2018-05 to 2021-04
Introduction and context
Global food security is the most significant challenge mankind is facing in the 21st century due to the ‘perfect storm’ of a growing population (estimated to exceed 9 billion by 2050), climate change, demand for energy, increased pressure on natural resources, slowing of agricultural productivity growth and decline in the land area under agriculture. Additionally, although it is estimated that a 50% increase in food production will be needed by 2050, currently a quarter of the world’s crops are lost to pests, causing major economic losses and social impacts globally. Protecting crops against these losses from farm to fork is critical for achieving sustainable and competitive agriculture as well as for the protection of biodiversity and ecosystems. Establishing smart surveillance mechanisms is essential to the fulfilment of this important goal, as these enable effective monitoring and control of introduction and spread of plant pest.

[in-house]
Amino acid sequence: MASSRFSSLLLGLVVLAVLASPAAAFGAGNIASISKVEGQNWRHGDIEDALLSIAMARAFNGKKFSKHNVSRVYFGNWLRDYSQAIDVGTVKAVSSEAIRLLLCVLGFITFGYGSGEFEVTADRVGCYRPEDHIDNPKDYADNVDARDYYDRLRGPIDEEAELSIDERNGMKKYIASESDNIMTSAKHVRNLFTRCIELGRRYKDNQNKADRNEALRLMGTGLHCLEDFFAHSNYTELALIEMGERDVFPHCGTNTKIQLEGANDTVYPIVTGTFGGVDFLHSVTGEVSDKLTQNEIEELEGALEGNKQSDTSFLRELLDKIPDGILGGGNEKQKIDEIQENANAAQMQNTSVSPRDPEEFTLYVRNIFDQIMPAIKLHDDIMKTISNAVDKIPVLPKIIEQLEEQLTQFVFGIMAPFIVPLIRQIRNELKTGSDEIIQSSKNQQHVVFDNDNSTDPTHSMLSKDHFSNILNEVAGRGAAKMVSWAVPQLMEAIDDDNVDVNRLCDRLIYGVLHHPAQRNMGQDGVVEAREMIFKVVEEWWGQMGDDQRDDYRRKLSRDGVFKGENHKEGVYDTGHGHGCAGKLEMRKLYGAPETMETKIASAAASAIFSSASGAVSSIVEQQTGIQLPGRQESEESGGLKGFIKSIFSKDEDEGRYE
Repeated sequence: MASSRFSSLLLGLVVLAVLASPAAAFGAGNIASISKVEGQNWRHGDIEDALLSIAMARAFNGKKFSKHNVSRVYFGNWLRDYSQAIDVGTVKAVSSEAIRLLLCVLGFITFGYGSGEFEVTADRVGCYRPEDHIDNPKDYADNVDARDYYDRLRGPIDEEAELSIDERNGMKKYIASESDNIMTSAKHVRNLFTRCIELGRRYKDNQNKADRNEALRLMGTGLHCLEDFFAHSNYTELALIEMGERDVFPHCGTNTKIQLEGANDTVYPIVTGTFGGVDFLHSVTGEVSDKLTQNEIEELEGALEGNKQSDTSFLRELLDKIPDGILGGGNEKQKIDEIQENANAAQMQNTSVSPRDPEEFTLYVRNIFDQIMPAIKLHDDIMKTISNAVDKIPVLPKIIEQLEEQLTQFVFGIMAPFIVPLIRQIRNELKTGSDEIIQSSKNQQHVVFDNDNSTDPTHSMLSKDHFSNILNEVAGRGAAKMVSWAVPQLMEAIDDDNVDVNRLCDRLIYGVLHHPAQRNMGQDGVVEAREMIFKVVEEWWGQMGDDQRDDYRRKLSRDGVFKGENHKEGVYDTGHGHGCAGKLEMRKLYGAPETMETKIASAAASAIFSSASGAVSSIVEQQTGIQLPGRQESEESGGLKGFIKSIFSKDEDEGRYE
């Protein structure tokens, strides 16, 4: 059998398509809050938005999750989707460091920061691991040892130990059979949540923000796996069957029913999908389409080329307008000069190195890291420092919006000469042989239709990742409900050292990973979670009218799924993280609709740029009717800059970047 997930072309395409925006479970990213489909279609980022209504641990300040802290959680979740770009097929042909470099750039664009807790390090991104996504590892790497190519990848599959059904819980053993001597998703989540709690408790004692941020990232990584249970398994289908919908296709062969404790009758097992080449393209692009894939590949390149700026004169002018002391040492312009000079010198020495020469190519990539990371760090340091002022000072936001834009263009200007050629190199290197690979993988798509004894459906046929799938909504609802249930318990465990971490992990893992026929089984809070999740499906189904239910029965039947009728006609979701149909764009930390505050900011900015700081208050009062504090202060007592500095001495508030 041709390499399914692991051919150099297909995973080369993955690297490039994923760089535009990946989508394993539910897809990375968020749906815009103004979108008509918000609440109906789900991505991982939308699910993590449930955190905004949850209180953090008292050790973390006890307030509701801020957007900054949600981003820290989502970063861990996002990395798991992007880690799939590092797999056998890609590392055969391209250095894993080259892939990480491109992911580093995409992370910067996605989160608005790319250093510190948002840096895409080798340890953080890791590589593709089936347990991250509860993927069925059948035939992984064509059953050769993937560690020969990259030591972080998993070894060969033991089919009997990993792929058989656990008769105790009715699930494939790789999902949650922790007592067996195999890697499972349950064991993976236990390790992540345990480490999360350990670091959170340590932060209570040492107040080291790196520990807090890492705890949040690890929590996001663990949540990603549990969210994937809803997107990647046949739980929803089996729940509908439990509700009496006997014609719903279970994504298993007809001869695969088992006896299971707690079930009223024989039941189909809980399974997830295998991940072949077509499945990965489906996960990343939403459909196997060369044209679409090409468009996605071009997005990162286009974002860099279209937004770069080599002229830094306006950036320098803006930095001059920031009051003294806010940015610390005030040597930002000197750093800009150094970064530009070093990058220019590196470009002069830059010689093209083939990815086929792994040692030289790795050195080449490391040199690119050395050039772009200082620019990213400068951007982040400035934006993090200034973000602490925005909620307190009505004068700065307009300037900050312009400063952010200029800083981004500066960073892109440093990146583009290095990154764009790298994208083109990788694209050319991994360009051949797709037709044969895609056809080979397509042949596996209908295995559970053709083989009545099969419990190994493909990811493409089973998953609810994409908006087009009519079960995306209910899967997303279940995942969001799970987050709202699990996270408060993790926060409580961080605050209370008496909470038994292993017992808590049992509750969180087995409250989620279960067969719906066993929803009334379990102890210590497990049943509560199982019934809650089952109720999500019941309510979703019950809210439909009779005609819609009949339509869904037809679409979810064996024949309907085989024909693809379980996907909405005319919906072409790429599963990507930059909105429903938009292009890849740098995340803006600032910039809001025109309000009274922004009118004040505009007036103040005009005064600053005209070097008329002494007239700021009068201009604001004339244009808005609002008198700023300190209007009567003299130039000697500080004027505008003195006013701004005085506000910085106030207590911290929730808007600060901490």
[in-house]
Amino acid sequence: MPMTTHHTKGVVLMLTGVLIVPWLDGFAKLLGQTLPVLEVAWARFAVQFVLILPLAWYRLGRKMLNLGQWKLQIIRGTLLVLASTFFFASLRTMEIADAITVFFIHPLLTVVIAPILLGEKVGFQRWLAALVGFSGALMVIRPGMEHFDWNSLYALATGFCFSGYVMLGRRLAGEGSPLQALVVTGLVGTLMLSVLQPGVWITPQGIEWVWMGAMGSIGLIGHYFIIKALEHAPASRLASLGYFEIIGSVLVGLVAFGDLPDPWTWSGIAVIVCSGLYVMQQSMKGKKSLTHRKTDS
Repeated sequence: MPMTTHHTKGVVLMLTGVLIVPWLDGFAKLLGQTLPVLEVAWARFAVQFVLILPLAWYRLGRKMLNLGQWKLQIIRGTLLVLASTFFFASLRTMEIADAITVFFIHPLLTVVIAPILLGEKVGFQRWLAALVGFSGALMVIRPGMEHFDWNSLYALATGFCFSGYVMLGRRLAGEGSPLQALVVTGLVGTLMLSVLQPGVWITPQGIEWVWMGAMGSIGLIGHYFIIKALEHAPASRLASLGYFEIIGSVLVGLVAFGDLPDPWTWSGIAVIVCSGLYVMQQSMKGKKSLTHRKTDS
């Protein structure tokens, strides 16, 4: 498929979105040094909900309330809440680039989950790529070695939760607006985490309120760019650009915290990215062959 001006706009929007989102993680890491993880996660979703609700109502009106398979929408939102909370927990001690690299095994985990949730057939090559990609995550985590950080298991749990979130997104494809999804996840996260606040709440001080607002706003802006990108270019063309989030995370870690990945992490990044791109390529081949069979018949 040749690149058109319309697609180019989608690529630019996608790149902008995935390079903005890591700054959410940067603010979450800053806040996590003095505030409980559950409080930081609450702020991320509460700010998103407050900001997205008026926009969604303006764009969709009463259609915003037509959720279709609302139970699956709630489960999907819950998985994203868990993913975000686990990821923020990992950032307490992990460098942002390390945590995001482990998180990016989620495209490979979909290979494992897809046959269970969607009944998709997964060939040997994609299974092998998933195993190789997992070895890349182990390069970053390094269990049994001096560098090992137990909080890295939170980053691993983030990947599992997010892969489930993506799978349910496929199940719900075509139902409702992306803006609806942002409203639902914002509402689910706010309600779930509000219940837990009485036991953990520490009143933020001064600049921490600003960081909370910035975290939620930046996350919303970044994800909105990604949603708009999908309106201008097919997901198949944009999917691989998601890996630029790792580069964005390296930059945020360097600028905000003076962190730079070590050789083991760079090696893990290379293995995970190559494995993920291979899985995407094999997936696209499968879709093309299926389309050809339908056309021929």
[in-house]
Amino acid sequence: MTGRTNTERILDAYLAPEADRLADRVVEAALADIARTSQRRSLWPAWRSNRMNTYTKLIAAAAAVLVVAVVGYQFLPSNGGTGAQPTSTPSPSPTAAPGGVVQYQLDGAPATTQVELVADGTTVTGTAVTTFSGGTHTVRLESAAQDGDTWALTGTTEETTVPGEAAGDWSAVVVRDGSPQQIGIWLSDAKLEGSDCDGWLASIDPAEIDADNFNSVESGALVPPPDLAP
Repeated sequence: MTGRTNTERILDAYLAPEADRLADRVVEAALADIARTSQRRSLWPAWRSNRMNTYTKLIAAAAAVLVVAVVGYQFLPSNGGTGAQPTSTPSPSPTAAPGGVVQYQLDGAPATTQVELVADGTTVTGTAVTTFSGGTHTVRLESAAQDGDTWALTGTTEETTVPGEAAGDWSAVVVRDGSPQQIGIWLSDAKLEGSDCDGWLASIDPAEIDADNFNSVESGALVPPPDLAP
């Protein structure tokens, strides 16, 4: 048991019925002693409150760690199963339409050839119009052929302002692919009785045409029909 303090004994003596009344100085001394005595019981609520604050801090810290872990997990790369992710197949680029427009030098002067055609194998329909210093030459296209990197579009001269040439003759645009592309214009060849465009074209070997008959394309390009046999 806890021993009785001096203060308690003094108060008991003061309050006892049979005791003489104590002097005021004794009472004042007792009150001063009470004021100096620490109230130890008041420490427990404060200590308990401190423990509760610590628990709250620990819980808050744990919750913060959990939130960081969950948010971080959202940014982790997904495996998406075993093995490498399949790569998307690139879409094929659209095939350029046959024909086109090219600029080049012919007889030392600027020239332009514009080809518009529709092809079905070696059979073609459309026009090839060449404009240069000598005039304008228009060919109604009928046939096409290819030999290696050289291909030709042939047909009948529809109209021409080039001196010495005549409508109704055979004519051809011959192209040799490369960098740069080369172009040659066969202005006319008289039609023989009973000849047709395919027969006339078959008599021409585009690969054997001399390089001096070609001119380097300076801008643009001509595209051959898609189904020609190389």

Early diagnosis and a rapid response are crucial to reduce the risk of entry and spread of plant pests and ultimately their impacts. Furthermore, it is recognized that plant pests can be managed most effectively when control measures are implemented at an early stage of infestation. National Plant Protection Organizations (NPPOs) routinely perform pest diagnosis as part of export certification, import inspections, pest surveillance and eradication programs. In 2016, the Commission on Phytosanitary Measures adopted a recommendation on diagnostics recognizing that ‘pest diagnosis is a cross-cutting issue that underpins most International Plant Protection Convention (IPPC) activities. In order to take action against a pest, it must be accurately identified. To enable safe trade, pest diagnosis must further be completed quickly and to a high level of confidence’.
Validation is essential to provide information on the performance of the tests that are used in diagnostic. However, most detection and identification tests are currently only validated on an intra-laboratory basis or through limited test performance studies (TPS), and there is a need to further harmonize practices.